The engagement of children is a key consideration for the Royal Institution because the lectures have a family audience. However, our evaluation highlighted that for a family audience, as with the broadcast of the lectures, the live-streaming events were not at an optimal time for families, coinciding with dinner time and bedtime for younger children. However, the timings of the shows at the Big Bang Fair, the debate kits and Unconference were all within school hours, and ran alongside events run with schools, guaranteeing the participation of young people. Integrating events within the school lives of participants was also reported as an idea from the students themselves at the school’s unconference, with students stating the event could be held within their school.
Our second objective was to evaluate how much the new models of engagement utilized participatory models of communication. The Unconference was the only event to take advantage of participation and discussion, with the Big Bang and live streaming events continuing to rely on deficit-style communication. This reliance seemed to come from an emphasis on replicating the Christmas Lectures in venues outside of the Royal Institution. However, where activities did encourage inclusion of audience ideas, such as the Unconference, there were issues with people connecting these activities with the Christmas Lectures or the IAS debate kits. In the evaluation of the Unconference, neither the young people or teachers self-reported that they had realised the event was connected to the Christmas Lectures, despite being held in the Royal Institution. This lack of awareness of how things link up may be an issue of the Christmas Lectures being so strongly associated with televised, deficit style communication. Further, many of the students had not heard of the Christmas Lectures at all, which may be a result of changing viewing habits among younger people especially within families without traditions linking to the lectures [Sardo, Little and Fogg-Rogers, 2021 ].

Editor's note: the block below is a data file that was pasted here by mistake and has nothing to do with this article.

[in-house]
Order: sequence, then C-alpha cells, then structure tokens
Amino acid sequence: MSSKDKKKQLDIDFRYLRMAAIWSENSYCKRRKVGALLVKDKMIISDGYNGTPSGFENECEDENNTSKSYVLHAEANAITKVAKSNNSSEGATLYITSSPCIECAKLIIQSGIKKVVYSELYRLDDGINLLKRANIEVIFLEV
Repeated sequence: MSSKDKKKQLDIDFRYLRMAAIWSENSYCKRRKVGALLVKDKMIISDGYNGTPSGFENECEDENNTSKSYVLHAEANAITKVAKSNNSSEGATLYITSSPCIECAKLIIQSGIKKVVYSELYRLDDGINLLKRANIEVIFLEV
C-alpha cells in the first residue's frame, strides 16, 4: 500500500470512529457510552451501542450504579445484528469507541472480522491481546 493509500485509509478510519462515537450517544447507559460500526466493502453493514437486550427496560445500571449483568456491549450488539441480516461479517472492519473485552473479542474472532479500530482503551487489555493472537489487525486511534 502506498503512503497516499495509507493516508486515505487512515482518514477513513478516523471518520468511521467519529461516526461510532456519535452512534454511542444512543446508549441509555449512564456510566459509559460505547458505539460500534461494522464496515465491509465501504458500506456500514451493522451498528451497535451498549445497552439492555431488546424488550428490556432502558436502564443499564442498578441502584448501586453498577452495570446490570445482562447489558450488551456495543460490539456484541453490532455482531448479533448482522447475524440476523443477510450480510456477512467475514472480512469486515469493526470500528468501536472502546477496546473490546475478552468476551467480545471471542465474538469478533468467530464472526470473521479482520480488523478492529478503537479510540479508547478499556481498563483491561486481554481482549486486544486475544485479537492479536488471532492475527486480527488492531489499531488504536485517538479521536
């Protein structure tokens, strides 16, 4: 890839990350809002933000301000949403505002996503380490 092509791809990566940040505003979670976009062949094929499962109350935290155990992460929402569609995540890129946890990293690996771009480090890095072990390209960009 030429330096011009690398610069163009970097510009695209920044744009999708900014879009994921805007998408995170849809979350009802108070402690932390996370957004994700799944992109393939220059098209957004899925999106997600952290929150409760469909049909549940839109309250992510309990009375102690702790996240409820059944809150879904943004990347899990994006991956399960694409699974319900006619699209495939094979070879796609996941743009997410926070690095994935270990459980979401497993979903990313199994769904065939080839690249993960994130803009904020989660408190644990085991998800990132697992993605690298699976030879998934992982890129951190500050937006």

The Big Bang show, as with the lectures themselves, took advantage of the importance of interaction with volunteers. Our researchers observed that the vast majority of children literally jumped and screamed at the opportunity to be involved in a demo on stage, which is also reflected in feedback from the lectures themselves where students wanted more opportunities to be involved [Sardo, Fogg-Rogers and Little, 2019 ]. Conversely, less participatory parts of the Big Bang show, such as when the presenters explained some of the concepts, led to lower engagement. This observation about the importance of participation/interaction was reflected in the live streaming events, where audiences were disengaged at the live-streaming venues when they were not included in engagement offered during resets, and the venues offered no opportunities for participation within the venues themselves. For future events to be successful, the Ri will need to either enable live-streaming venues to allow for two-way communication to ensure they can contribute in the same way that the live audience can, or else advise venues to provide participatory activities to fill reset times. Some venues expressed that it would be best for them if the Ri could provide those activities.